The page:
P: Listening to music is always a very personal experience - people develop very personal relationships with certain styles - when you go out to make music, there’s a minefield of different kinds of things that you identify with and that you have to navigate during the creative process.
A: The fact of being “music school dudes” means that we often have to find ways to discipline our soloisitic and virtuosic impulses. A lot of our songs are layered grooves that we develop over time. In some of our early songwriting efforts, those grooves would get super-complex, because everyone wanted to play something really interesting and rhythmically intricate as part of the groove. Unfortunately, all that aggregated virtuosity usually left us with a really gooey mass of sound that lacked clarity or definition.
We do that all the time! We come up with a groove and spend the next 2 years trying to undo it.
C: You get bored playing it every night. One thing that is so pleasing to me about the record is that it has a lot of clarity. When you were mixing with that, how did you deal with that?
Well, you are very much a live band. There was something special to say about being a good live band today - the way people create music now sometimes seems based somewhere else. What gets you going about making music together? It doesn’t seem like it comes from a desire to make a record but rather the desire to make sound in a room with the 5 of you.
C: That’s definitely the case. In a lot of our other projects, we always confront a problem when we go to record, do we do things live or do we just go straight to overdubbing and multi-tracking? But in Starring, that’s never been a question. It’s always been a live thing.
You also have a confident way of working - I noticed that ideas would come and if they were going to get shut down, they got shut down immediately. And if you want to do the idea, the group says yeah, and it was really quick to lay down the tracks. I love that. Sometimes my band plays loops over and over and we end up making really dense things. We fall in love with lots of stuff, end up with 8 layers, and keep it all. You guys are a certain type of thinkers and musicians and composers - you could make any type of music and you do in a lot of different groups. You could do any number of things. Why a loud rock band playing live?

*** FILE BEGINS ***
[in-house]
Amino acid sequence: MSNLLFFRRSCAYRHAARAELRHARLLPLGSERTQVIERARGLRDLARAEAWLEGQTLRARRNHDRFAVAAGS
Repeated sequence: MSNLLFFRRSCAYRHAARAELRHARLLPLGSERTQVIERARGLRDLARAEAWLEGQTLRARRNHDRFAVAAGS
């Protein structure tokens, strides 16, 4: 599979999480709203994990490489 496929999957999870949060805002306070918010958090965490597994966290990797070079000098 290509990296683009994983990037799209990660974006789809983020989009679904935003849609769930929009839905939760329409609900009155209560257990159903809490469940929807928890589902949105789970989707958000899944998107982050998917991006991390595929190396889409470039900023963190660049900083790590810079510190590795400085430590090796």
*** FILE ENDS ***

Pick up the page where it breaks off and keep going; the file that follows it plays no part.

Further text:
P: I make music because I love creating happiness. That’s one of the reasons I was drawn into playing in a band like Starring. I felt like if we could do it right, we could connect.
C: Well, people come to music for a variety of reasons, but I definitely play in this band because it feels so good to make music together. I remember one practice before one of our first shows we played a song together on a broken, out of tune piano, and it felt really good! It made me so happy to play this dumb riff on a piano with Peachy.
A: I definitely agree with these guys that, well, it feels good to make music together, and that our riffs are sometimes a little dumb. But, seriously, I treat playing in this band as a chance to practice a way of making music that actively rejects an understanding of musical expression based in revealing secrets, inner truths or personal testimony.
It makes it non-exclusive to people. I don’t get the feeling that Clara, when you are singing, that you are expressing a pain or even a joy. You are just there.
C: That’s right! I am just there! That’s what this review that hates us said! That the songs are formless and the singer is just…there. [laughs]
P: That whole review was spot on. This band isn’t about relating any type of emotional message or telling a story. It’s abstract.
C: What they thought was frustrating is that we will get to these soaring pop hooks or metal hooks. Then the review was like, “but then they are like WHATEVER and they just do something weird.”